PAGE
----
Based in New York and having worked as an IT consultant with WEDO for a little over a decade, Mary has vast experience supporting the IT needs of small not-for-profit organizations. Asked to describe her role at WEDO, Mary stated (in typical Mary style), “when computer/network stuff breaks, I try to fix them, and then make suggestions on how not to break things in the future.” She also added, “WEDO’s role in my employment is more interesting – putting their money where their mouth is, in terms of supporting and hiring a female techie, in a male-dominated field…..I’m “living” it, and WEDO has been supporting and encouraging it for years.” Mary has been an anchor for WEDO for many years, and continues to be an incredible support.
As Program Coordinator, Tara supports WEDO through working with the Women Delegates Fund, the Women Demand ‘Gender Just’ Climate Finance program, and the Women and Gender Constituency. Tara‘s interdisciplinary background, including dual Master’s degrees in Sustainable Development and Conservation Biology (M.S.) and Public Policy (M.P.P.) from the University of Maryland, reflects her passion for integrating social and ecological justice. While in D.C., she coordinated courses for international conservation practitioners with the Smithsonian Conservation Biology Institute. As a Global Health Corps fellow, building a movement for health equity based on the fundamental recognition of health as a human right, she worked on health policy and planning for the city of Newark, New Jersey, drawing from her experience leading Tennessee’s Medicaid implementation of the federal program promoting the meaningful use of electronic health records. With the IUCN/SSC African Elephant Specialist Group, based in Nairobi, Tara worked with multiple stakeholders to improve systems to produce accurate and insightful data to inform conservation decision-making. She has also enjoyed working as a consultant with various nonprofit organizations to promote the strategic alignment of their activities and outcomes.
International Advisory Committee
International Advisory Committee Chair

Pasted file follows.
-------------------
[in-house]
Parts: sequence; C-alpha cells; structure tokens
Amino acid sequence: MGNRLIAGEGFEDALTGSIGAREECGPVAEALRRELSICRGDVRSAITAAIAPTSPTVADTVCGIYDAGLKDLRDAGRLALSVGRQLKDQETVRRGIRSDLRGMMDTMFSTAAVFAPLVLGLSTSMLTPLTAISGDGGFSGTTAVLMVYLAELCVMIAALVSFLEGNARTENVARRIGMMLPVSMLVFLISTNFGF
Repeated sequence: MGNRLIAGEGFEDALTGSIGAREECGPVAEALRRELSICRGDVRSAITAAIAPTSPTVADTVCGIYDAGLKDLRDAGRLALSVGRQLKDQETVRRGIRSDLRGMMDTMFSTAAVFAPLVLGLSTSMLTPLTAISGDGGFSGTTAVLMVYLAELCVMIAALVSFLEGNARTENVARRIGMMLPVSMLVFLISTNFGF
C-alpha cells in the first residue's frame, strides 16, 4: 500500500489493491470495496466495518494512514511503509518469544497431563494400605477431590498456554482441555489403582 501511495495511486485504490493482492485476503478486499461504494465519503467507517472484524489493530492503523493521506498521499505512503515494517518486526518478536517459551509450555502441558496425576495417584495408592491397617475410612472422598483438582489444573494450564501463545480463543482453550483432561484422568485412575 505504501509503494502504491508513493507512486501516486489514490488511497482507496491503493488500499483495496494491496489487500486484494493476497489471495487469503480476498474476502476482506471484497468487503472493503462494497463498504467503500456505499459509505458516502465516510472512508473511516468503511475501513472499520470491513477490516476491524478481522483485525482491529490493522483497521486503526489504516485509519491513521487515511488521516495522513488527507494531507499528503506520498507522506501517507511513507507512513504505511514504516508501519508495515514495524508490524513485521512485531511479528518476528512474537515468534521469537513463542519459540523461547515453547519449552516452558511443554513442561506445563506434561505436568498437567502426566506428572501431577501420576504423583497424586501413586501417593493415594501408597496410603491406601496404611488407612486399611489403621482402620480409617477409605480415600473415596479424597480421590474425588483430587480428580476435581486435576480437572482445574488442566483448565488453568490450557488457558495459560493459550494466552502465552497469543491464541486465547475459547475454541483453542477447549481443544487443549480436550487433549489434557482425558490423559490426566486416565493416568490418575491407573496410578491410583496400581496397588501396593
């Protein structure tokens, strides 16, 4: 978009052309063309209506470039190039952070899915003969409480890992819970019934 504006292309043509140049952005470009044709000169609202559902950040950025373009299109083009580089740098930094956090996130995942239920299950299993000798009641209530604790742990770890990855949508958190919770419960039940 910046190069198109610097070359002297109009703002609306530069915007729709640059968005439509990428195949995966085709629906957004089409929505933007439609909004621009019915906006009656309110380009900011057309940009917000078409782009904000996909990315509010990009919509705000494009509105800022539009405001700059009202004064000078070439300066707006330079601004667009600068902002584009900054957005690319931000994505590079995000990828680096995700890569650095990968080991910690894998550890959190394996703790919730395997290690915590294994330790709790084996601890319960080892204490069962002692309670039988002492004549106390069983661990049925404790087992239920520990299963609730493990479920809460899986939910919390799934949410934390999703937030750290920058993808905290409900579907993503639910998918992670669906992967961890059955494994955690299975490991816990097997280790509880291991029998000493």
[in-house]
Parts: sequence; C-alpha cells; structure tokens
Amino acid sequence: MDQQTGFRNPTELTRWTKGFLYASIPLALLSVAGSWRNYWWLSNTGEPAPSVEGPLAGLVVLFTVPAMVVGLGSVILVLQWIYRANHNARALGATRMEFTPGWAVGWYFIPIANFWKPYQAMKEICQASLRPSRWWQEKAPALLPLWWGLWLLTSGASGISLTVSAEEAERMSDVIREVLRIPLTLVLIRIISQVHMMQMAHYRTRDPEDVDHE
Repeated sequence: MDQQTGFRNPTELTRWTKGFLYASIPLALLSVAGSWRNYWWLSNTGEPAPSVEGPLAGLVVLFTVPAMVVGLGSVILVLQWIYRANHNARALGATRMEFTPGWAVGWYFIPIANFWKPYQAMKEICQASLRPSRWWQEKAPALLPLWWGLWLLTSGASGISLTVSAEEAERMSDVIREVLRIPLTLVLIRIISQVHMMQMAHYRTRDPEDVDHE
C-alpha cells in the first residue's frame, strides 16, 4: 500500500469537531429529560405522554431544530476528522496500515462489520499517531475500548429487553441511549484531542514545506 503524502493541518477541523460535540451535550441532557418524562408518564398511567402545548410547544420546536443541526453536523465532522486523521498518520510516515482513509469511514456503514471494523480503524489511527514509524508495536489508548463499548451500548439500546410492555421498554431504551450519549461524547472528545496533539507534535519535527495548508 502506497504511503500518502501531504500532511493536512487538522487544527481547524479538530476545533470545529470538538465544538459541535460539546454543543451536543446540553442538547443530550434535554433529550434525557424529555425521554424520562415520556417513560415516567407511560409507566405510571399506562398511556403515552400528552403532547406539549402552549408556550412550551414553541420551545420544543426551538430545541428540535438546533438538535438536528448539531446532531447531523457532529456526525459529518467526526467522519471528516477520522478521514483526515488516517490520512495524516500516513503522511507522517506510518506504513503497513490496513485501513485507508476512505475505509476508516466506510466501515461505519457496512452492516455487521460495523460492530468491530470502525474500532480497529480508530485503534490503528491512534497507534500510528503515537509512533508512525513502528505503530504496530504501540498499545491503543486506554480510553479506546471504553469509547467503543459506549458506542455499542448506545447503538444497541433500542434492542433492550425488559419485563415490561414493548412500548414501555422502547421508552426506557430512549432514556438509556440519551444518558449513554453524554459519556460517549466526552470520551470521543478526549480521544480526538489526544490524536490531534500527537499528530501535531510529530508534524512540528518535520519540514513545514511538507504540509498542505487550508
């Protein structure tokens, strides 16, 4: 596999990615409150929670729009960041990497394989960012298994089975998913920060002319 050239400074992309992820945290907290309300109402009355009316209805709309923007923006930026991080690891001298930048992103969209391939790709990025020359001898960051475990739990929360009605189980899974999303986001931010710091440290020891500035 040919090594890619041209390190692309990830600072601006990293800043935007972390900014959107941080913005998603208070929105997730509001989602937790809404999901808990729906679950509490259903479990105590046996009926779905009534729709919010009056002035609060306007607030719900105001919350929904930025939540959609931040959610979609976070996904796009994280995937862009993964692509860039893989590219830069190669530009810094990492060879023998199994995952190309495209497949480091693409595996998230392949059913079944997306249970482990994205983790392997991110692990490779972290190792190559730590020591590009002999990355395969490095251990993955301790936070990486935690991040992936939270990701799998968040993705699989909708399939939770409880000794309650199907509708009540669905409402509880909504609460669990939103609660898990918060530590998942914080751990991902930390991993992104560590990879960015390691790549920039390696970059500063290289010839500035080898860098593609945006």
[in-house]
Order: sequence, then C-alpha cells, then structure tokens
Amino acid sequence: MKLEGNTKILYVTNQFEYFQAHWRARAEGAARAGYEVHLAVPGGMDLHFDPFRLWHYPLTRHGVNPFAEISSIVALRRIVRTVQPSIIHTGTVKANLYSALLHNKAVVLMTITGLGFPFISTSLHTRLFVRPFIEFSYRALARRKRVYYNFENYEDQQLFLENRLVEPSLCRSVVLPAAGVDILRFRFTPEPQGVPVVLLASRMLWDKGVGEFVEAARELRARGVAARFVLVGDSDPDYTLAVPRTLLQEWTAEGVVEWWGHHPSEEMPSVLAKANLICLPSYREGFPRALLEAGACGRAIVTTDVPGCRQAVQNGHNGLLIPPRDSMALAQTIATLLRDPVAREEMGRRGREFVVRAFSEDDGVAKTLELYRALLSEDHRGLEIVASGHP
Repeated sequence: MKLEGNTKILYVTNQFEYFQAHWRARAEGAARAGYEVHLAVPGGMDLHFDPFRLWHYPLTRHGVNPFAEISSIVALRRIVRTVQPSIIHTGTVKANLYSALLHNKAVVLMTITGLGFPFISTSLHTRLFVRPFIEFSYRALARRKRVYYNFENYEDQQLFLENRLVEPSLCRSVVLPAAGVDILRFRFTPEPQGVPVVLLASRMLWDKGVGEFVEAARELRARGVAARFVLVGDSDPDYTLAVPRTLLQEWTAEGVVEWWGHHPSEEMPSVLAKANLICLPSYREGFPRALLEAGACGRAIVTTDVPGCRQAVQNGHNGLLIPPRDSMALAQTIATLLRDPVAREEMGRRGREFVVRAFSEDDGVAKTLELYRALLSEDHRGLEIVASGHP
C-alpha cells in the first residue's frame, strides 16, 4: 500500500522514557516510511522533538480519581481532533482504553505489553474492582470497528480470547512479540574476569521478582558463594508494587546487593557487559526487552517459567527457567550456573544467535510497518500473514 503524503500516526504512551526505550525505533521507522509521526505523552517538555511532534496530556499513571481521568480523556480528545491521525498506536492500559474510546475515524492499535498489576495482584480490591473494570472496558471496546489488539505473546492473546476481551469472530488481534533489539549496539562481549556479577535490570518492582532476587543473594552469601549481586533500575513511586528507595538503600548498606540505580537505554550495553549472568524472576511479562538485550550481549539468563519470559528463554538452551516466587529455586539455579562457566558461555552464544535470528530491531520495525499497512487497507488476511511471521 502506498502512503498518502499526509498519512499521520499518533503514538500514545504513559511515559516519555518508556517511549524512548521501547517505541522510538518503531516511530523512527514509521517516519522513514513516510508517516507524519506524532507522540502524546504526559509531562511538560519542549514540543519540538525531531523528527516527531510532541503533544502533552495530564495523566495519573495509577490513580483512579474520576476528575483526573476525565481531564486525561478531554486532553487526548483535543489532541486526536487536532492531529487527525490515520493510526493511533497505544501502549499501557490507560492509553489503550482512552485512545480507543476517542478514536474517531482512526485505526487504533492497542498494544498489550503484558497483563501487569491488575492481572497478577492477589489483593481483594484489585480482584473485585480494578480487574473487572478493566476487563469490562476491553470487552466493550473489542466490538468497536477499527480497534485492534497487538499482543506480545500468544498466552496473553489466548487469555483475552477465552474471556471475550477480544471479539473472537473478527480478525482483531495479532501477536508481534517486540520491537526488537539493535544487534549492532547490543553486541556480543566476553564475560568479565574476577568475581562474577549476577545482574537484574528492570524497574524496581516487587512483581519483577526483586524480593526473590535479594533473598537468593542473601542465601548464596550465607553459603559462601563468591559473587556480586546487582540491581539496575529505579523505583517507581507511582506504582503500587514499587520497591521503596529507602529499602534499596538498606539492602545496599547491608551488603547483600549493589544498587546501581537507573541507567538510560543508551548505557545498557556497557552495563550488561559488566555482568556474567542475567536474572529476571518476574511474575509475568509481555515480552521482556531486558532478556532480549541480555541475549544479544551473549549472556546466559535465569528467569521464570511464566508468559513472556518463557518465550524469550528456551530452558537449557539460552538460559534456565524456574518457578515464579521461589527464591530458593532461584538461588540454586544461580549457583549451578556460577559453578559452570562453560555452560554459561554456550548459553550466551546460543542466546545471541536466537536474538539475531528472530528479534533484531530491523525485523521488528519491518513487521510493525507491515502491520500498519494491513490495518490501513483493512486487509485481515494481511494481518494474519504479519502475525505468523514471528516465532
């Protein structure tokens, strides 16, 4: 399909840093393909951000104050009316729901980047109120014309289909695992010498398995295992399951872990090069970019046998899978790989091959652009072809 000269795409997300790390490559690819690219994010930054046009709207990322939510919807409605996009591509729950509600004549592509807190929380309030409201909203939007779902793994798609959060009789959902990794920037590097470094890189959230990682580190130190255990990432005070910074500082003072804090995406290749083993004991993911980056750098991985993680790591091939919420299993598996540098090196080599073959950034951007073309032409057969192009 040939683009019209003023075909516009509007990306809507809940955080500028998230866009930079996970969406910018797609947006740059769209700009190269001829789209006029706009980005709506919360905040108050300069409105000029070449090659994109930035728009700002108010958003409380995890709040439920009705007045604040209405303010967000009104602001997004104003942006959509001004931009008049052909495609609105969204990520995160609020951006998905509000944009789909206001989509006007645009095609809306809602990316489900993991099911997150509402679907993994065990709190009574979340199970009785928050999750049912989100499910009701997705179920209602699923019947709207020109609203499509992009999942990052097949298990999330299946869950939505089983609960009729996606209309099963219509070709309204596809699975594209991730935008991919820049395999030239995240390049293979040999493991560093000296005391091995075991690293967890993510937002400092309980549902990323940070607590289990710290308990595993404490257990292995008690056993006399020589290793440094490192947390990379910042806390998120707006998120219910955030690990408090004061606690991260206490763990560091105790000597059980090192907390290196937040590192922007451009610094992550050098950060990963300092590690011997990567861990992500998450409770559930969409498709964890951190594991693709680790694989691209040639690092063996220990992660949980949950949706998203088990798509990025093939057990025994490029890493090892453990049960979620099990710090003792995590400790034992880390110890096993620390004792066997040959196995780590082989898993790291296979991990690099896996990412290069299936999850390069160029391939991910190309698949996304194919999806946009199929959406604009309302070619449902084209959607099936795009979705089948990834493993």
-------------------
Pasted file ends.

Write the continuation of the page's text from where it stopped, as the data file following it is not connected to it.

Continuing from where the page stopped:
International Advisory Committee
International Advisory Committee
Soon-Young Yoon’s Linked-in profile says “I work for the UN and sometimes I get paid”. She is the UN representative for the International Alliance of Women, Immediate Past Chair of the NGO Committee on the Status of Women/NY and Immediate Past First-Vice-President of the Conference of NGOs in consultative relationship with the UN. In those capacities, she helps to organize the world’s women in support of CEDAW and the Beijing Platform for Action. In 1995, she served as the UN Liaison for the NGO Forum held in parallel with the UN Fourth World Conference on Women, an event that hosted more than 30,000 NGO participants.
In addition to WEDO, Ms. Yoon is a board member of the Global Advisory Council at the Harvard AIDS Initiative and the International Foundation for Ewha Womans University. A former columnist for the EarthTimes newspaper, she works as a senior advisor/consultant for the World Health Organization and is co-editor with Dr. Jonathan Samet of the WHO monograph, “Women and the Tobacco Epidemic.”. She received her PhD in Anthropology from the U of Michigan and earned a certificate in computer graphics from Pratt Institute of Art. Soon-Young Yoon (United States) received her A.B. in French literature and Ph.D. in anthropology from the University of Michigan. She was a Social Development officer for UNICEF in the Southeast Asia office as well as the Social Scientist at WHO/SEARO in New Delhi.
Carmen Chiong (United States) has a BS in Business from UC, Berkeley and an MBA in Finance from the University of San Francisco. Carmen and her family immigrated to San Francisco at an early age from Lima, Peru. She has over 25 years of experience working for NGOs and other nonprofit organizations in women’s human rights, youth, education, affordable housing, and economic development; both in the SF Bay Area and in New York which was home for 15 years. Carmen’s career in accounting, finance, and management includes: Controller and Administrative Director of Equality Now, Fiscal Officer for MADRE, Controller for Ms. Foundation, and five years as Director of Finance for WEDO. Her commitment to activism includes serving as Board Member and Treasurer of the Audre Lorde Project and several other organizations in New York. Based again in the SF Bay Area, Carmen is a Treasurer on the Board of Lavender Seniors. Currently, she is the Finance Director of The Mentoring Center.
Sayida Vanenburg (Netherlands) received her master’s degree in International Management from the Radboud University. During her studies she was the Dutch Youth Delegate to the UN Commission on Sustainable Development. She started her career in the field of corporate social responsibility/ sustainability namely at Dutch multinationals. She contributed to the development and implementation of sustainability strategies and programs on all three P’s (planet, people and profit). She consciously expanded her horizon to Operational Excellence as these fields of expertise can strengthen each other. Sayida is active on the grassroots and strategic level. She is passionate about continuous learning and developing and therefore actively involved in capacity building from youngsters in the Netherlands to (young) men and women in South Africa. She is a member of the Worldconnectors, an international think tank whose aim is working towards a just, sustainable, inclusive and peaceful world.